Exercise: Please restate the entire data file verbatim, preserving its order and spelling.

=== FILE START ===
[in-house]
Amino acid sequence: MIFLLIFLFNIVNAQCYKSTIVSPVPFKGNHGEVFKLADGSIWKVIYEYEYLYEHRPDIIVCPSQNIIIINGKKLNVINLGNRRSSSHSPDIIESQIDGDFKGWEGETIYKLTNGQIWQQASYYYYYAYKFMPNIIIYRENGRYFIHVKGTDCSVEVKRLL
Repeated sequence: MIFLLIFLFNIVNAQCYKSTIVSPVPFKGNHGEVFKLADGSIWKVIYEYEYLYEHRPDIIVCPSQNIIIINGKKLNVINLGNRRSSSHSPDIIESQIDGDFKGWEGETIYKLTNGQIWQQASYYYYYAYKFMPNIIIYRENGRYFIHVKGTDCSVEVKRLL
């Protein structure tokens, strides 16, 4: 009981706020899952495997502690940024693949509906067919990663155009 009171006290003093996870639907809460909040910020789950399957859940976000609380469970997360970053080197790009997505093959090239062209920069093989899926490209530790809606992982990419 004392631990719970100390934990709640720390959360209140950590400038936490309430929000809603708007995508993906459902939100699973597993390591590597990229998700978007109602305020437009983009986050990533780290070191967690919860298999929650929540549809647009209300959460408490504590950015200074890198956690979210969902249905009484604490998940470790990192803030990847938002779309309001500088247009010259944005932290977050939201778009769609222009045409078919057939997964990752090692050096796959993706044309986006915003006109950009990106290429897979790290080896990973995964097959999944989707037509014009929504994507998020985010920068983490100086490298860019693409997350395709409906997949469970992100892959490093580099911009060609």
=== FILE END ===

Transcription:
[in-house]
Amino acid sequence: MIFLLIFLFNIVNAQCYKSTIVSPVPFKGNHGEVFKLADGSIWKVIYEYEYLYEHRPDIIVCPSQNIIIINGKKLNVINLGNRRSSSHSPDIIESQIDGDFKGWEGETIYKLTNGQIWQQASYYYYYAYKFMPNIIIYRENGRYFIHVKGTDCSVEVKRLL
Repeated sequence: MIFLLIFLFNIVNAQCYKSTIVSPVPFKGNHGEVFKLADGSIWKVIYEYEYLYEHRPDIIVCPSQNIIIINGKKLNVINLGNRRSSSHSPDIIESQIDGDFKGWEGETIYKLTNGQIWQQASYYYYYAYKFMPNIIIYRENGRYFIHVKGTDCSVEVKRLL
């Protein structure tokens, strides 16, 4: 009981706020899952495997502690940024693949509906067919990663155009 009171006290003093996870639907809460909040910020789950399957859940976000609380469970997360970053080197790009997505093959090239062209920069093989899926490209530790809606992982990419 004392631990719970100390934990709640720390959360209140950590400038936490309430929000809603708007995508993906459902939100699973597993390591590597990229998700978007109602305020437009983009986050990533780290070191967690919860298999929650929540549809647009209300959460408490504590950015200074890198956690979210969902249905009484604490998940470790990192803030990847938002779309309001500088247009010259944005932290977050939201778009769609222009045409078919057939997964990752090692050096796959993706044309986006915003006109950009990106290429897979790290080896990973995964097959999944989707037509014009929504994507998020985010920068983490100086490298860019693409997350395709409906997949469970992100892959490093580099911009060609």